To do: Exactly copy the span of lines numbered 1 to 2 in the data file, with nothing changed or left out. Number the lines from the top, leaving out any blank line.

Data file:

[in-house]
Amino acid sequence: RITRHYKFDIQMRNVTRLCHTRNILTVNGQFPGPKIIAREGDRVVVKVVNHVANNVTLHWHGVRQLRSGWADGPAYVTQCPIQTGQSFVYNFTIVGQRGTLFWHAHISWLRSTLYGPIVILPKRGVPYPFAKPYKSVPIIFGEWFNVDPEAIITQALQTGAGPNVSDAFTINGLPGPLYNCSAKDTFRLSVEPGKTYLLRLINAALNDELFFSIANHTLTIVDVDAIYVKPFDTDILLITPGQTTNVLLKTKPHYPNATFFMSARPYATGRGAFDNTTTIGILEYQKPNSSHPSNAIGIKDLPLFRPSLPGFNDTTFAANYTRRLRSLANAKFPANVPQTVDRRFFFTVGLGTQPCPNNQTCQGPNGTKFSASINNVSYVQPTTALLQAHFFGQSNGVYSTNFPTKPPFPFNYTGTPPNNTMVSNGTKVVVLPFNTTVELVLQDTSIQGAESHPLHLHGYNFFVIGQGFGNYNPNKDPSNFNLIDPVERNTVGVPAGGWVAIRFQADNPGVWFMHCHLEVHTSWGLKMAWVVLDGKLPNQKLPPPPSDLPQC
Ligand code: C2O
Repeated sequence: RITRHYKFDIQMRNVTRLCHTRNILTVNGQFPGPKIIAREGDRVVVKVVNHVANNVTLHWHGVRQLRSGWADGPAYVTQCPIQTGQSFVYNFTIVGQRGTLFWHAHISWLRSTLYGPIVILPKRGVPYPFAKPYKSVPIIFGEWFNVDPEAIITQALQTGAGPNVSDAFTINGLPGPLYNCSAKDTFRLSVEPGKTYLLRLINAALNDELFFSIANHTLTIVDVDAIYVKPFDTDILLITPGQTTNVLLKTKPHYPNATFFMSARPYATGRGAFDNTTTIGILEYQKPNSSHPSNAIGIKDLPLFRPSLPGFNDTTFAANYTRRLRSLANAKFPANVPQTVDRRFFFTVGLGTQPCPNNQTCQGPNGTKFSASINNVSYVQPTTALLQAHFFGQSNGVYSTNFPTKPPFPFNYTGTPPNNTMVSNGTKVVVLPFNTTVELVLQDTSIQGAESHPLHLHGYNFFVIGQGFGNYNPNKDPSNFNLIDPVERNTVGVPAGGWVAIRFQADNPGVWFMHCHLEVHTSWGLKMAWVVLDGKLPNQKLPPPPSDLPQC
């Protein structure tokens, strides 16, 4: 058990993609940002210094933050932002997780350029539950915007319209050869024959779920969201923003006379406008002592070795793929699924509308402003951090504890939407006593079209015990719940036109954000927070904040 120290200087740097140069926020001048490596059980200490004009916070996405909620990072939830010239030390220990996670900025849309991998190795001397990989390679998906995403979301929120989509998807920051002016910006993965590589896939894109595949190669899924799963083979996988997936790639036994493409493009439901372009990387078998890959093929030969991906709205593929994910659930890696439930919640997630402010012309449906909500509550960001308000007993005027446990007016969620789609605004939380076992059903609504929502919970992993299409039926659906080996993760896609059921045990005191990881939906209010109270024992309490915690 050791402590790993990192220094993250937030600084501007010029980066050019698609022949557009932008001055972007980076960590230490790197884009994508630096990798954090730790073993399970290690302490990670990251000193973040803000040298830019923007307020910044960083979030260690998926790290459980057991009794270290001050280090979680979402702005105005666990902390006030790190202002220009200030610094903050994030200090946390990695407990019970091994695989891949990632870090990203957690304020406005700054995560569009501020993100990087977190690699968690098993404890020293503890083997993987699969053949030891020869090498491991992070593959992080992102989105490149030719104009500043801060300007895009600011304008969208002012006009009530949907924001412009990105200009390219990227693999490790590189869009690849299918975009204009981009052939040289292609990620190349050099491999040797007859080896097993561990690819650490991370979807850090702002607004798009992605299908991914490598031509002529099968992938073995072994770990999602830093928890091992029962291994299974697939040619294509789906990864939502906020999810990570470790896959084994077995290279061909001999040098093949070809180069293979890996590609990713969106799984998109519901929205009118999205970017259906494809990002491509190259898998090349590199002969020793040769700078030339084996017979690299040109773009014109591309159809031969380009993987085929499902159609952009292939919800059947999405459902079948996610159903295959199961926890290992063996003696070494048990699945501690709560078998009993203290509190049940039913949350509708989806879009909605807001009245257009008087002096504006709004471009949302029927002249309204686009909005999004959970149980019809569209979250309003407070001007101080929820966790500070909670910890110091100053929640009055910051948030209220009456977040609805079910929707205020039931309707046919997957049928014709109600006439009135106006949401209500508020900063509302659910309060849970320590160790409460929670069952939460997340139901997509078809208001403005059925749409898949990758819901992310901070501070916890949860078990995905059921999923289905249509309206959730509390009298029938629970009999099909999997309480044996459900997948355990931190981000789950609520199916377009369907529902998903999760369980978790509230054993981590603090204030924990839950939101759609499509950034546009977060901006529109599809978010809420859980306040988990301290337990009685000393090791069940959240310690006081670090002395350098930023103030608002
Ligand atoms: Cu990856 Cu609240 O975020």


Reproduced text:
[in-house]
Amino acid sequence: RITRHYKFDIQMRNVTRLCHTRNILTVNGQFPGPKIIAREGDRVVVKVVNHVANNVTLHWHGVRQLRSGWADGPAYVTQCPIQTGQSFVYNFTIVGQRGTLFWHAHISWLRSTLYGPIVILPKRGVPYPFAKPYKSVPIIFGEWFNVDPEAIITQALQTGAGPNVSDAFTINGLPGPLYNCSAKDTFRLSVEPGKTYLLRLINAALNDELFFSIANHTLTIVDVDAIYVKPFDTDILLITPGQTTNVLLKTKPHYPNATFFMSARPYATGRGAFDNTTTIGILEYQKPNSSHPSNAIGIKDLPLFRPSLPGFNDTTFAANYTRRLRSLANAKFPANVPQTVDRRFFFTVGLGTQPCPNNQTCQGPNGTKFSASINNVSYVQPTTALLQAHFFGQSNGVYSTNFPTKPPFPFNYTGTPPNNTMVSNGTKVVVLPFNTTVELVLQDTSIQGAESHPLHLHGYNFFVIGQGFGNYNPNKDPSNFNLIDPVERNTVGVPAGGWVAIRFQADNPGVWFMHCHLEVHTSWGLKMAWVVLDGKLPNQKLPPPPSDLPQC